An industry-wise analysis of these 17 companies indicates that four are from the metal & mining sector (Coal India, Jindal Steel & Power, Tata Steel and Hindalco ). Financial services (represented by ICICI Bank, HDFC Bank and Housing Finance Development Corporation ) tied with the transport equipment sector (represented by Mahindra & Mahindra, Bajaj Auto and Maruti Suzuki). Stalwart women directors on boards of BSE-30 companies include Chanda Kochhar, CEO and MD of ICICI Bank and Renu Sud Karnad, MD of Housing Finance Development Corporation. Till lately, Zohra Chatterji did hold additional charge as CMD of Coal India. Some companies, such as Infosys and Bharti Airtel, have women directors on their boards who are overseas residents. Ann M. Fudge, a well-known American business personality and a Harvard University alumnus , is an independent director on the Infosys board.

Singapore-based finance professionals Chua Sock Koong and Yong Choo are non-executive directors of Bharti Airtel. Then there are professionals as independent directors, such as Homain Daurwalla, a chartered accountant and independent director of NTPC. She had retired as chairperson of Central Bank of India in 2008. There’s also high-profile advocate Pallavi Shroff on the board of Maruti Suzuki. ITC recently made a move towards gender diversity and appointed Meera Shankar, former ambassador to the US, as additional non-executive director in July-end . Her appointment will be effective as soon as she is allotted the director’s identification number by the corporate affairs ministry. Of course, there were female family members on boards too. Rajashree Birla is a director on the boards of several Aditya Birla group companies and Hindalco is no exception . Shallu Jindal, wife of chairperson and managing director Naveen Jindal, was appointed additional director of Jindal Steel & Power in April-end.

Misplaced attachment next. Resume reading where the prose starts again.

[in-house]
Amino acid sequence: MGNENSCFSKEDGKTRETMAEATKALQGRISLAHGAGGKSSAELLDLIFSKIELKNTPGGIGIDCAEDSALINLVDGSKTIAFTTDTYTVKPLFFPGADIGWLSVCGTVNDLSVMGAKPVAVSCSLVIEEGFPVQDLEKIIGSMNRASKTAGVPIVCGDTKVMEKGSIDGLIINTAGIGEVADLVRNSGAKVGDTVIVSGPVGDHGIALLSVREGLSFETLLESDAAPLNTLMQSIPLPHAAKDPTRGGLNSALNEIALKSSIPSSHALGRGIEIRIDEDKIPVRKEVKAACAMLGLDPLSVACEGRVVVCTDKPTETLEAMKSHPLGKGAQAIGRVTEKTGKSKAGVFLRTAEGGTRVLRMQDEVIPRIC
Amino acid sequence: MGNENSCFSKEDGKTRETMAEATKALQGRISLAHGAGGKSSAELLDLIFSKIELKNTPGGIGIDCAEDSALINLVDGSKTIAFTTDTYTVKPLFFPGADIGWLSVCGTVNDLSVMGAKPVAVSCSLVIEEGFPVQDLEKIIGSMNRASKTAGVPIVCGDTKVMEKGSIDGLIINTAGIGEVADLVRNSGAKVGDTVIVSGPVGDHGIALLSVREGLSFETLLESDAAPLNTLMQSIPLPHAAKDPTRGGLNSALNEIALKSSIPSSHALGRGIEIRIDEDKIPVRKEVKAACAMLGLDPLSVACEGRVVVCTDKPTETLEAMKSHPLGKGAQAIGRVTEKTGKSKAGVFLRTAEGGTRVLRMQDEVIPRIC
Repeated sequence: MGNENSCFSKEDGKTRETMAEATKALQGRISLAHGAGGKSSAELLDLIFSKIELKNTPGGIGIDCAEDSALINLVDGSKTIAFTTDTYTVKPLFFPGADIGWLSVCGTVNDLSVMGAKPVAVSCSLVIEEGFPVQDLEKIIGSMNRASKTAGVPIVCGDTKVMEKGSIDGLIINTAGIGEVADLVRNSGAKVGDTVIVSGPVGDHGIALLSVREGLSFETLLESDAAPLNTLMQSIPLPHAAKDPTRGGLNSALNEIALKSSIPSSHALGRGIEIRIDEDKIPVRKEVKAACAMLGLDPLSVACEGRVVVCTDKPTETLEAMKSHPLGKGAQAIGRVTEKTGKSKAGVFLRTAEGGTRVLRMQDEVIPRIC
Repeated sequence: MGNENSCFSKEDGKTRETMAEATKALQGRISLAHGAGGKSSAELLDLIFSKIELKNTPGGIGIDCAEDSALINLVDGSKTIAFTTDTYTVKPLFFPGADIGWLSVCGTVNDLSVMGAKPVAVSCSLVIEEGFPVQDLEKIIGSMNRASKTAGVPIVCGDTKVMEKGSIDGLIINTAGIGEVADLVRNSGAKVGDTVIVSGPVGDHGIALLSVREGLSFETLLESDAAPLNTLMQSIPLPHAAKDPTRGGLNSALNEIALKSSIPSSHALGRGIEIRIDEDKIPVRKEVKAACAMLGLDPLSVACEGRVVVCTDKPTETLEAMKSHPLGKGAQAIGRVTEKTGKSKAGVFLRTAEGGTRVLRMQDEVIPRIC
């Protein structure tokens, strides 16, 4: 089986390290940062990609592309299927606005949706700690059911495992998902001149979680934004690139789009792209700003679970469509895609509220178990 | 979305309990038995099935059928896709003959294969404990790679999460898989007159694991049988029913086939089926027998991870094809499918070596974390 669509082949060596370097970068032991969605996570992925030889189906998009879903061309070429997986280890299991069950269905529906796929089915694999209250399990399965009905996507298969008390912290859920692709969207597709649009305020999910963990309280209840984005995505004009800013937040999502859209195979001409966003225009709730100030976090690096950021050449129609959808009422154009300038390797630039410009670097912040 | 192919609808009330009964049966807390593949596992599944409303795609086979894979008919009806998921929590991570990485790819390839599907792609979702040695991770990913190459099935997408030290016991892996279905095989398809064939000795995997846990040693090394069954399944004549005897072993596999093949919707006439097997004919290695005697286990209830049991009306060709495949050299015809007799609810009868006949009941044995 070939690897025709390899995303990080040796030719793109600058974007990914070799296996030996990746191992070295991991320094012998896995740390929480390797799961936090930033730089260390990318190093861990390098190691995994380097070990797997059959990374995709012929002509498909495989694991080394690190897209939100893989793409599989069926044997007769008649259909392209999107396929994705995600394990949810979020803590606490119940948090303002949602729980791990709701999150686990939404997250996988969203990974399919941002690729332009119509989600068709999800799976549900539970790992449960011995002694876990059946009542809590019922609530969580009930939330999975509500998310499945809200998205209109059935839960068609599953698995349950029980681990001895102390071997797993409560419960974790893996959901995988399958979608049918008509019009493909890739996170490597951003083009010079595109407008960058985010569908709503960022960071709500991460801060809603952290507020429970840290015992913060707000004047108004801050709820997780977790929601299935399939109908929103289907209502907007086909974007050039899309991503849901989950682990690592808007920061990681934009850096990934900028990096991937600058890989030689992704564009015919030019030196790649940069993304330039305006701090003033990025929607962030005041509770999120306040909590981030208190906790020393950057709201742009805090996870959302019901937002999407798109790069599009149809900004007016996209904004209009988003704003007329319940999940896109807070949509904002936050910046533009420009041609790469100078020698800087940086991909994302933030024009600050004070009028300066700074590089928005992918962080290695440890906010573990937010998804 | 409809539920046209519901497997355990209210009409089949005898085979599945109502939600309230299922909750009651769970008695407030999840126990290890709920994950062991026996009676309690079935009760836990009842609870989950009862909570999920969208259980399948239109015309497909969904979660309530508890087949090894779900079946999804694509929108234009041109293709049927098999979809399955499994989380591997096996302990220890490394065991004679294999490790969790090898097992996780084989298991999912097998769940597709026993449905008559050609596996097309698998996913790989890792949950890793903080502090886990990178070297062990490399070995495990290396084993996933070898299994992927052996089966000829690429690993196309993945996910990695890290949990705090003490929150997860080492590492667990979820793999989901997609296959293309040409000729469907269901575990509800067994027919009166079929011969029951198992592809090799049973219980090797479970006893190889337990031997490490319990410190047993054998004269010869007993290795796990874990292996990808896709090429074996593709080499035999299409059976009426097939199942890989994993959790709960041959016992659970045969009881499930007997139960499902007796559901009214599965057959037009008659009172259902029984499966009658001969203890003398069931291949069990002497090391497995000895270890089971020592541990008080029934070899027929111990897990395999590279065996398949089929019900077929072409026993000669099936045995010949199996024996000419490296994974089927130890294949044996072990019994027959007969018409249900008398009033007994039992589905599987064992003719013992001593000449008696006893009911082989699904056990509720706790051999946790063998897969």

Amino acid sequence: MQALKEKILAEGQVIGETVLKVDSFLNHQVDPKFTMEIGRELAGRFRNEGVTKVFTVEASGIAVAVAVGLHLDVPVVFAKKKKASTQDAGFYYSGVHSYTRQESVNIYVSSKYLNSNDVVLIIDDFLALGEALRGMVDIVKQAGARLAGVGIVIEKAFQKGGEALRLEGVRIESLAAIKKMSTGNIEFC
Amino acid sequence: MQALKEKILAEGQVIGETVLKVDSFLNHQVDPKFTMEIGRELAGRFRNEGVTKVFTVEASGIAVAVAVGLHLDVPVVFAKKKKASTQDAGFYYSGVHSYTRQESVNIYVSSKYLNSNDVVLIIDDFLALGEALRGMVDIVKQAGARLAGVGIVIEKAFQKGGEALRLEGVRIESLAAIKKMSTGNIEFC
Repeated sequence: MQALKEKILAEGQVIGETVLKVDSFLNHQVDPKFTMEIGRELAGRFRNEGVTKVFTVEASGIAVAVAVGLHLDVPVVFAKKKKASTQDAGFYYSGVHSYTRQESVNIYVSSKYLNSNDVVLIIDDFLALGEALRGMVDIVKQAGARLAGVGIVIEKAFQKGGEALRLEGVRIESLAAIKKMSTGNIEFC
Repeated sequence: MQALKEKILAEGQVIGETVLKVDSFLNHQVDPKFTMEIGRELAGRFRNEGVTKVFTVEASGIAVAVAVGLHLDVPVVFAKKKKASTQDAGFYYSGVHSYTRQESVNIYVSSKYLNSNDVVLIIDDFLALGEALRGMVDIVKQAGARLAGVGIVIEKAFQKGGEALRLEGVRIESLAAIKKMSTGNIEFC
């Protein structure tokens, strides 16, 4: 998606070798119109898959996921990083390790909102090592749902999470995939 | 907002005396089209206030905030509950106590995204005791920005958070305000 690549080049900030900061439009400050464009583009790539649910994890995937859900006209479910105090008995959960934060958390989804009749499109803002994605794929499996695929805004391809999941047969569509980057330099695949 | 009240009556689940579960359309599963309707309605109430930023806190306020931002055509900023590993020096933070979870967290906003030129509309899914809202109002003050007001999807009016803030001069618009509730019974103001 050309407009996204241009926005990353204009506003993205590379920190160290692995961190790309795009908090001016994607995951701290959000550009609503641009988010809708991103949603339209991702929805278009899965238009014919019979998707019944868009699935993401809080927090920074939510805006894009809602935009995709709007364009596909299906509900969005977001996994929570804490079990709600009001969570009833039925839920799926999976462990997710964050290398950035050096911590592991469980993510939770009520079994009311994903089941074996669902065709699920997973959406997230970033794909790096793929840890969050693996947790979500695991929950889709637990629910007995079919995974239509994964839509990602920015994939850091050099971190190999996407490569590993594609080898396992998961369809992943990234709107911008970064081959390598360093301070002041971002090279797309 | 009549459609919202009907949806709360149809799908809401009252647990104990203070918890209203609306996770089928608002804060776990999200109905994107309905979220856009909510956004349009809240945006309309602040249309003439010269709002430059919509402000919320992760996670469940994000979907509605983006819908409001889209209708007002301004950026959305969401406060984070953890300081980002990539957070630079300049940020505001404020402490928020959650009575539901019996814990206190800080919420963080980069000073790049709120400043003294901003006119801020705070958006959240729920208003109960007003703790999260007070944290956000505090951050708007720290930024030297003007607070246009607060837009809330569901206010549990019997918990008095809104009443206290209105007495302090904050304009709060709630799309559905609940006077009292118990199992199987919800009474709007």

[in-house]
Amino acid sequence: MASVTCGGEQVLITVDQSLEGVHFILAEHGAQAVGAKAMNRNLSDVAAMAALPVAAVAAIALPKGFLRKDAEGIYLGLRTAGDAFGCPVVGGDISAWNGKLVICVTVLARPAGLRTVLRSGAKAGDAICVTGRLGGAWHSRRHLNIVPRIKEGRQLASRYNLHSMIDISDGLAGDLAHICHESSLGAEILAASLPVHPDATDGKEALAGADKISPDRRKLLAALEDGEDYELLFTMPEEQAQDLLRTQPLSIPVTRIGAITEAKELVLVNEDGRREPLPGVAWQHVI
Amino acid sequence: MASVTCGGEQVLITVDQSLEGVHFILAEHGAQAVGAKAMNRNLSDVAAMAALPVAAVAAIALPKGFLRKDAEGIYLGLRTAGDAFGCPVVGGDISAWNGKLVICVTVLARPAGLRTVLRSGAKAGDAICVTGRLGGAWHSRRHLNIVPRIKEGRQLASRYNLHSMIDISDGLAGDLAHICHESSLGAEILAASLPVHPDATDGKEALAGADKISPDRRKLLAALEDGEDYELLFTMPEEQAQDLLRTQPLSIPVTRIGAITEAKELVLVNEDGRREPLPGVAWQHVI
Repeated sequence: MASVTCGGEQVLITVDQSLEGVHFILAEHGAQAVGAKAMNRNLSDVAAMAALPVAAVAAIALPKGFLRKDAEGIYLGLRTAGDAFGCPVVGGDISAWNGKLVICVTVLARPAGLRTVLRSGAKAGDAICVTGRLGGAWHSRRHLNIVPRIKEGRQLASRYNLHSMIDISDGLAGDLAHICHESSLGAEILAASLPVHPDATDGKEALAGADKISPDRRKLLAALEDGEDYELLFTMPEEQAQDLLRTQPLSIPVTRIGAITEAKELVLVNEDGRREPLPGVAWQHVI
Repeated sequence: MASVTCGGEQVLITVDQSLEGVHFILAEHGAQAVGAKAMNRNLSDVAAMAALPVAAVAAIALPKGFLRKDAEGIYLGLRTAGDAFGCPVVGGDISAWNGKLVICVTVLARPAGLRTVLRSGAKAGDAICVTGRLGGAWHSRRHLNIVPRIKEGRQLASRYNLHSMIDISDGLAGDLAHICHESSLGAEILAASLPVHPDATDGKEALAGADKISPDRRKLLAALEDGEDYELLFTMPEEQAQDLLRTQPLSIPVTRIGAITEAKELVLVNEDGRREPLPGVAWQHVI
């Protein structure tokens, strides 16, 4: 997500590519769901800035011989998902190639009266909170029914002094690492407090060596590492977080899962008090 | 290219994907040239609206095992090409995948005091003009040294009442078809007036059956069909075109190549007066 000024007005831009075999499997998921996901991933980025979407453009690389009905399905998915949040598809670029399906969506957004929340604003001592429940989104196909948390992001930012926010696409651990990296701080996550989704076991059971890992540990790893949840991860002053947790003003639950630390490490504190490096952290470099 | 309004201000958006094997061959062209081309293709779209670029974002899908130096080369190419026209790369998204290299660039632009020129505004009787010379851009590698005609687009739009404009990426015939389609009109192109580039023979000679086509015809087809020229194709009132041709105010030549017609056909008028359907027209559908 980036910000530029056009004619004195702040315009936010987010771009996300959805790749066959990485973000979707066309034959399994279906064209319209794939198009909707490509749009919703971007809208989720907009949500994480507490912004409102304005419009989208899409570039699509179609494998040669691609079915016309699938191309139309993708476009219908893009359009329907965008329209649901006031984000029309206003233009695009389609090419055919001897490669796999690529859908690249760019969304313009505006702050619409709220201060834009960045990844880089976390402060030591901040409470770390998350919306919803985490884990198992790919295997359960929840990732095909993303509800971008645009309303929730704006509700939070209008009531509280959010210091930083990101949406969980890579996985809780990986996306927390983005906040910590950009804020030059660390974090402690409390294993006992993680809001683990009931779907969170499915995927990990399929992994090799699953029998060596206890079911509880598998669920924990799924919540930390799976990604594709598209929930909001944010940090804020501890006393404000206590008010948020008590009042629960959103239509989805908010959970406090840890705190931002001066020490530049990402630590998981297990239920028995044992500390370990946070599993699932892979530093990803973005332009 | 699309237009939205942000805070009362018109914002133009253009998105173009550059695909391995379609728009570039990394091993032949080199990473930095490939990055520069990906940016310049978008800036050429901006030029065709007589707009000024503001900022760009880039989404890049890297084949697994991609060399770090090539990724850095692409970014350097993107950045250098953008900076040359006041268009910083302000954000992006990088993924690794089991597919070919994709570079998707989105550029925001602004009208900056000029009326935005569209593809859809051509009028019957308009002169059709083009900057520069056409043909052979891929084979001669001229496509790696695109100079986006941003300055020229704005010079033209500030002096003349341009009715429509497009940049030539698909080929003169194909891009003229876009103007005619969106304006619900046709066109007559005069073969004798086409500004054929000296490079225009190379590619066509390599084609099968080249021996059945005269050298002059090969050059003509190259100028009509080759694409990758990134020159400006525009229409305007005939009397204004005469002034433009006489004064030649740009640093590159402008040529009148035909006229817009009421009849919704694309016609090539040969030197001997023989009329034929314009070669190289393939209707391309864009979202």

Gender diversity ranking of BSE 30 Companies

Sr No Co Name No of women
Gender diversity (%)
(No of women directors/total no of BOD)
Ranking Nature of the Co
1 Coal India Ltd 4 23.52 1 PSU
2 ICICI Bank Ltd 2 16.67 2 Private Sector
3 ONGC Ltd 2 12.5 3 PSU
4 Bharti Airtel Ltd 2 12.5 3 Private Sector
5 HDFC Bank Ltd (FS) 1 9.09 4 Private Sector
6 Dr Reddy’s Laboratories Ltd (HC) 1 9.09 4 Private Sector
7 Gail (India) Ltd (OG) 1 9.09 4 PSU
8 Hindalco Industries Ltd (MM) 1 9.09 4 Private Sector
9 Mahindra & Mahindra Ltd (Trans) 1 8.33 5 Private Sector
10 Tata Steel Ltd (MM) 1 8.33 5 Private Sector
11 Maruti Suzuki (India) Ltd (Trans) 1 8.33 5 Private Sector
12 Infosys Ltd (tech) 1 7.14 6 Private Sector
13 Housing Development Finance Corp Ltd (FS) 1 7.14 6 Private Sector
14 Jindal Steel and Power Ltd (MM) 1 7.14 6 Private Sector
15 Bajaj Auto Ltd (trans) 1 6.67 7 Private Sector
16 ITC Ltd 1 5.55 8 Private Sector
17 NTPC Ltd 1 5.55 8 PSU

 Note regarding Methodology adopted by Times Insight Group:

For the purpose of the computation of the gender diversity ratio, information of the BOD composition that was publicly available as of August 20, 2012 has been considered. The information available on the Company’s website has been taken as the primary source. As a matter of cross reference, secondary information such press releases, intimation by the company to the stock exchange and broker’s reports have also been considered. For the purpose of the computation of the gender diversity ratio, all directors on the board have been included, including non-executive and independent directors.

(Times of India)